Ford Motor Company Fund is building on its commitment to education by teaming with USC Shoah Foundation – The Institute for Visual History and Education and expanding theIWitness multimedia program in the Detroit area.
- Ford Motor Company Fund builds on its commitment to education by teaming with USC Shoah Foundation – The Institute for Visual History and Education and expanding the IWitness program in the Detroit area
- Ford Motor Company is sponsoring the Institute’s IWitness Video Challenge, which encourages teens to learn about tolerance and respect for others
- Bill Ford is this year’s recipient of the USC Shoah Foundation Ambassador for Humanity Award for his leadership and corporate citizenry around education and community
Ford Motor Company will sponsor the Institute’s IWitness Video Challenge for the next two years. The annual challenge invites North American students, inspired by the voices in IWitness, to use their innovation and creativity to bring positive value to their communities. Students then build a video based on testimony that tells the story of how they contributed to making their communities a better place.
IWitness is an educational website providing access to more than 1,500 full life histories, testimonies of survivors and witnesses of genocides, including the Holocaust, from the Institute’s Visual History Archive. IWitness learning activities promote digital literacy and develop students’ 21st century skills, including teaching the basics of research, archival curation and ethical editing.
“The work of USC Shoah Foundation is incredibly inspiring, as it is making a huge difference in so many people’s lives,” said Bill Ford, Ford Motor Company executive chairman. “We are excited to partner with USC Shoah Foundation to engage young minds, bring history to life and encourage today’s youth to build a better future.”
Ford Motor Company Fund’s contribution will help expand the IWitness program in the Detroit area. The Fund will chair an advisory committee that will facilitate the program’s mission. Ford’s sponsorship will help support the annual challenge, and will be used as prize money in the form of scholarships to regional and national winners. Education is core to the mission of Ford Motor Company Fund, which invests more than $8 million a year in educational programs and initiatives around the globe.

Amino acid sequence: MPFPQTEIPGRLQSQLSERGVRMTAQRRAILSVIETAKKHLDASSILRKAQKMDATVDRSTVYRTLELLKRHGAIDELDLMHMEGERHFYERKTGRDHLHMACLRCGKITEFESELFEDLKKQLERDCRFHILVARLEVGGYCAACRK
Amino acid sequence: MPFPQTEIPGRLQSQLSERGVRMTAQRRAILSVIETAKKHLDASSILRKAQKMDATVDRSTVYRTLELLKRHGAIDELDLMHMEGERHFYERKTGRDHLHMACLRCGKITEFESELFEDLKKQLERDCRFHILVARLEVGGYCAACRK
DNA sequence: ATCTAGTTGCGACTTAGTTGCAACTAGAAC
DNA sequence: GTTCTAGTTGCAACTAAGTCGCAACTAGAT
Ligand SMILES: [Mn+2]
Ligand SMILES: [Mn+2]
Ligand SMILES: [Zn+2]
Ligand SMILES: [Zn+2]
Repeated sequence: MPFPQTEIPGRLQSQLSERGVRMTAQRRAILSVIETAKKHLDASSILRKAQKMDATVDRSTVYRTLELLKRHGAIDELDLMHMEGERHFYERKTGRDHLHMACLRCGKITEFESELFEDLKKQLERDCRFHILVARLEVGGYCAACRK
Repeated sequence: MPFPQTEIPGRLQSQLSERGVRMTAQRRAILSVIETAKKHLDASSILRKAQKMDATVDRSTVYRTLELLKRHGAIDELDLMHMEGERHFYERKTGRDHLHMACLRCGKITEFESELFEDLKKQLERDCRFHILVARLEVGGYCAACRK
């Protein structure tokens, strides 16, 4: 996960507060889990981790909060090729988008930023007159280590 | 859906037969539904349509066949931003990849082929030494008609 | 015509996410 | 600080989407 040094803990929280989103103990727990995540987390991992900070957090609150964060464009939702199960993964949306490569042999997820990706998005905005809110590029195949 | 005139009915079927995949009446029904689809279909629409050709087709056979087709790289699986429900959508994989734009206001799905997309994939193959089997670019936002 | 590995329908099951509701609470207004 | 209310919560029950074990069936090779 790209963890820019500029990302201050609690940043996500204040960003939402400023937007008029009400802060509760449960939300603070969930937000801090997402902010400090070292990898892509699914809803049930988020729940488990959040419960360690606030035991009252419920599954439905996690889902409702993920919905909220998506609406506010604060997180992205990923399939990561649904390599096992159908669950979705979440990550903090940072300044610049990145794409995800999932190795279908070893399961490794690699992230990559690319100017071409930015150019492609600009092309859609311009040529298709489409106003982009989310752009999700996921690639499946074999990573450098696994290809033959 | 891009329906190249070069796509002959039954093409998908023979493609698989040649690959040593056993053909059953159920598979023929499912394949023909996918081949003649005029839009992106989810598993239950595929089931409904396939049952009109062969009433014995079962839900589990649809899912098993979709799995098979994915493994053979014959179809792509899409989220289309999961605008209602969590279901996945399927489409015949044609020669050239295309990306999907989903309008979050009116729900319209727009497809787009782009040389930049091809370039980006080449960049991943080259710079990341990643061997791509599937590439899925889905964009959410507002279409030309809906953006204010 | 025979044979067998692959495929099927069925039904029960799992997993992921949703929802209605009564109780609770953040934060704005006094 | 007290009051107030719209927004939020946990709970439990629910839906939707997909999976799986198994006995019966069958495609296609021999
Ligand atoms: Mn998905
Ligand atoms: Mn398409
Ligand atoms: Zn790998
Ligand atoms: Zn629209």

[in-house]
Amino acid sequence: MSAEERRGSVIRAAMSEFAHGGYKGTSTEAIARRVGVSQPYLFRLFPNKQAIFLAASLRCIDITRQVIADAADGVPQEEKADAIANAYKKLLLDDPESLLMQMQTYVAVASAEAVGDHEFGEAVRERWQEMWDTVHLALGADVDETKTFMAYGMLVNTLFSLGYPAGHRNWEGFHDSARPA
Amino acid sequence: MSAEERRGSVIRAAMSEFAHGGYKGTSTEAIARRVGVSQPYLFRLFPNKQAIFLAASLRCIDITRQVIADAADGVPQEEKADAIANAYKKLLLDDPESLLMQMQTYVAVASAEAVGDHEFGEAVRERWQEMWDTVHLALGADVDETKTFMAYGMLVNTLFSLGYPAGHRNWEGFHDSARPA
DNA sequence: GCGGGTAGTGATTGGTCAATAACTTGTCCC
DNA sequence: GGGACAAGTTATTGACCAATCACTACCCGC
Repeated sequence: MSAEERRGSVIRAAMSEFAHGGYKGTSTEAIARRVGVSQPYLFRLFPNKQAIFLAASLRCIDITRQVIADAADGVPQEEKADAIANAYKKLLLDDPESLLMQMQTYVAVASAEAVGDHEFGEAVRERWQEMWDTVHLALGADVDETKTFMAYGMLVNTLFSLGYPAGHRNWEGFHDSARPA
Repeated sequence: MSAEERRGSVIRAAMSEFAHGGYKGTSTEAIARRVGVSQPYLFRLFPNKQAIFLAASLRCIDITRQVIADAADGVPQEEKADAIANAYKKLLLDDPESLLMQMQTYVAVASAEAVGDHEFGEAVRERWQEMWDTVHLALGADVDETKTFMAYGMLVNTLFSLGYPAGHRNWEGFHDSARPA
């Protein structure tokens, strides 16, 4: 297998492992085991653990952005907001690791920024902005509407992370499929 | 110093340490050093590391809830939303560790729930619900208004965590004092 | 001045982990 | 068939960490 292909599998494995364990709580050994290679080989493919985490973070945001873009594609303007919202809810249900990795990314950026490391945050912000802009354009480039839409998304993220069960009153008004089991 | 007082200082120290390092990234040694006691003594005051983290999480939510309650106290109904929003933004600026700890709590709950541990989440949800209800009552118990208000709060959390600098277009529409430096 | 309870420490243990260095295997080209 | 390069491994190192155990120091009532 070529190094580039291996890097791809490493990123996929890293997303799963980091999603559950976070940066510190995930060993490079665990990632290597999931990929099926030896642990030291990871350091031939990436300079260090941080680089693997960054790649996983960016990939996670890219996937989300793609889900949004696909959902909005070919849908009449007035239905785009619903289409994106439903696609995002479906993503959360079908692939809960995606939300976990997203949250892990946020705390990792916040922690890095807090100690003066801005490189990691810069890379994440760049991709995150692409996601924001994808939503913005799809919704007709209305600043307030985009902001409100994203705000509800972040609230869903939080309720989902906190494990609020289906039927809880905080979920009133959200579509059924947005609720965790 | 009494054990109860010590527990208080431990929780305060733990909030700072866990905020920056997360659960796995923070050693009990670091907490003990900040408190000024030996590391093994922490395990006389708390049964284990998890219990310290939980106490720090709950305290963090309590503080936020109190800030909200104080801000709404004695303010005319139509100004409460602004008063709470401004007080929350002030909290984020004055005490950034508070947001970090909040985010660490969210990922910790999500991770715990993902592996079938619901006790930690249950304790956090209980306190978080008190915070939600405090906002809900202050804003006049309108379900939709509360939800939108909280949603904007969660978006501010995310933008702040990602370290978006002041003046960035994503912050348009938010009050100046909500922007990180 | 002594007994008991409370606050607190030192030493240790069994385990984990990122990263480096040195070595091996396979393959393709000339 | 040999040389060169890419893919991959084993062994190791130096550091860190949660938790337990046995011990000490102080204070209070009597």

Discovery Education, the global leader in standards-based digital content and professional development for K-12, will lead administration for the challenge.
Ford announced the donation and sponsorship with Steven Spielberg, founder of USC Shoah Foundation, prior to the Institute’s annual gala. Ford employees and Spielberg met with students from Henry Ford Academy who are participating in the IWitness program and recently completed projects on the subject of tolerance.
Bill Ford is this year’s recipient of the USC Shoah Foundation Ambassador for Humanity Award for his leadership and corporate citizenry around education and community. The award is being presented during the Institute’s gala at the Henry Ford Museum.
“I am so pleased that USC Shoah Foundation will be joining forces with Ford Motor Company to not only bring IWitness to a growing number of educators and students across the Detroit region,” said USC Shoah Foundation Executive Director Stephen D. Smith, “but also support the nationwide IWitness Video Challenge. I have seen how previous IWitness Video Challenges helped students gain insight, develop their values for a more tolerant world, and learn how to participate in their communities.”
USC Shoah Foundation and IWitness
USC Shoah Foundation – The Institute for Visual History and Education IWitness program integrates testimonies of survivors and witnesses of genocides, including the Holocaust. IWitness integrates testimony-based education to boost students’ knowledge while developing their critical-thinking skills and empathy for others.
Student assignments vary by activity, but include writing short essays, building word clouds, analyzing photos, creating art projects, writing poetry, making audio collages and constructing video essays. The goal is to spark a motivation to act, and ultimately, to help mold responsible participants in civil society.
According to USC Shoah Foundation, surveys show after participating in IWitness, students are 93 percent more likely to believe it is important to speak up against stereotyping and 61 percent less likely to believe stereotypes are really true.